David Epstein, Reporter at Pro Publica, until recently, Senior Writer at Sports Illustrated and author of current New York Times Bestseller “The Sports Gene”, was one of SI’s writers on its 2007 cover story, “Going, Going, Green” about sports and climate change. He moderated a panel in August at the GreenSportsAlliance Summit about the lack of “Eco-Athletes”–athletes who speak out about climate change. GreenSportsBlog spoke with Epstein about EcoAthletes and the Green + Sports intersection.
GreenSportsBlog: Let’s go back to 2007 and the SI cover story, “Going, Going, Green”. Was this your first experience writing about climate change?
David Epstein: It was certainly my first time writing about it in a mainstream media setting. I had a background in Earth Sciences and was a Geology grad student so I guess that’s why editor Richard Demak put me on the story with Alexander Wolff.
David Epstein, Reporter at Pro Publica and author of “The Sports Gene”
GSB: What are your big takeaways from “Going, Going, Green”?
DE: Well, we worked on the story for months before it ran–it was very thoroughly researched. It was really the first big story I worked on. I thought it was fair, not at all a polemic.
GSB: What was the reaction to the article, both within the halls of Time, Inc. and among readers?
DE: At SI, I believe everyone was happy with it. As I said we put a lot into it. I thought the cover (of then Marlins pitcher Dontrelle Willis submerged up to his knees in water at SunLife Stadium) was great and really drew readers into the story. As far as reader reaction is concerned, I remember it as being mixed, with some folks saying that climate change is a political issue and SI shouldn’t do politics. But this was a very topical issue at the time (“An Inconvenient Truth” had come out months earlier) and one that SI was very comfortable covering.
2007 Sports Illustrated Cover Story on Sports and Climate Change
GSB: Since then, climate change has waxed and mostly waned as an issue, especially when one talks about the American public’s concern about it. Not one question was asked about climate change in all 3 2012 Presidential debates plus the one VP debate, for crying out loud! So maybe it’s not surprising that we haven’t seen many “Eco-Athletes”–athletes who have embraced climate change as an issue. Why do you think that is the case?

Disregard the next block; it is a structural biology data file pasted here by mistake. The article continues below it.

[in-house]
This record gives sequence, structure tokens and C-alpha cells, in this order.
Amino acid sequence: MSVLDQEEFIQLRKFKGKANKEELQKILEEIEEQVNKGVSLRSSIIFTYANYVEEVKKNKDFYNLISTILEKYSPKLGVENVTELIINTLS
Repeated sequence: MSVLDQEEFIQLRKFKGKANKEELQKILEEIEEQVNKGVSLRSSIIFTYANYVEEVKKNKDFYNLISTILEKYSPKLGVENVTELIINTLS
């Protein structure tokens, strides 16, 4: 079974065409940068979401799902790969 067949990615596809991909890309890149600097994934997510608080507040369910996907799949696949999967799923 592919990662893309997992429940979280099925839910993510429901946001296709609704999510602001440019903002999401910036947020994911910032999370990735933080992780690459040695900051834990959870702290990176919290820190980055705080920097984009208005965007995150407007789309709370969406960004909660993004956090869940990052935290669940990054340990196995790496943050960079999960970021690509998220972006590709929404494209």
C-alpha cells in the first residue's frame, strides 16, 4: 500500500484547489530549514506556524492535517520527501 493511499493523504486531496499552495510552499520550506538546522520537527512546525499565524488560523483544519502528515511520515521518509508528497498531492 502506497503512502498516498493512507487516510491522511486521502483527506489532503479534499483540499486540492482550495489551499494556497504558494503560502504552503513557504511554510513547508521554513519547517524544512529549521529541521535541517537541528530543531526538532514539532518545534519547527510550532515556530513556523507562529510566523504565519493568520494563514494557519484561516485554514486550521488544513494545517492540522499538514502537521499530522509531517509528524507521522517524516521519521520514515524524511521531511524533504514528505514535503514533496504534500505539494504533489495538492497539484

DE: In general, athlete activism has decline overall since the 60s. There’s just so much more money on the line now than 40, 50 years ago. Athletes’ images are much more important than back then. Their handlers and agents have a much more important role. More livelihoods are at stake. All this to say that athletes are much less likely to wade into controversial areas than in the past. Many athletes get involved with apolitical causes like literacy or getting kids active.
Getting athletes to embrace climate change is particularly dicey. For one, it can be seen as an abstract issue–and so they get counseled by their advisors to do something more tangible. Remember, many of these athletes are from the inner city and have little experience with nature or the natural world. And they’re often young, not fully-formed adults in many ways.
The Sports Gene, NY Times Bestseller, by David Epstein
GSB: So what’s the best route to change the trajectory and to get more eco-athletes?
DE: That’s a tough one. There’s not one answer but a part of the answer has to be to get to the agents, the gatekeepers to the athletes. They often bring causes to the attention of their clients. If you can impress upon an agent that speaking out on climate change will improve their client’s image, then there’s a chance. It may be easier to get to individual sport athletes rather than team sport guys. With a team sport athlete you have so much more on your plate, including dealing with teammates and their egos. Steve Gleason, the former New Orleans Saints player now dealing with ALS (Lou Gehrig’s Disease), started driving a truck powered by BioDiesel after Katrina. He told me he encountered questions in the locker room from some of his teammates, but that some of them became interested.
GSB: Andrew Ference of the NHL’s Edmonton Oilers is one of the only athletes from the 4 major team sports in North America to actively be out front on the climate change issue. And he’s not a superstar by any means. To move the needle among fans, we need to get the LeBron James’, the Peyton Mannings’ to speak up. How do we make that happen?
DE: It’s not gonna be easy to get to LeBron. LeBron does a lot of charitable work, so I think the challenge is in getting him to feel that the impact of environmental activism is as tangible as, say, programs for kids. Perhaps appealing to an elite athlete with a sense that he/she can be a pioneer among his/her peers by embracing climate change, rather than being simply another athlete with a childhood-exercise charitable cause, would cater to the desire to help but also to shape his/her image. Again, the way to get someone like LeBron engaged is to go through their chief image-keeper, the agent.
GSB: Well, GSB will continue to pursue LeBron and other Mega-stars (and their agents!) to get them to speak out on climate change.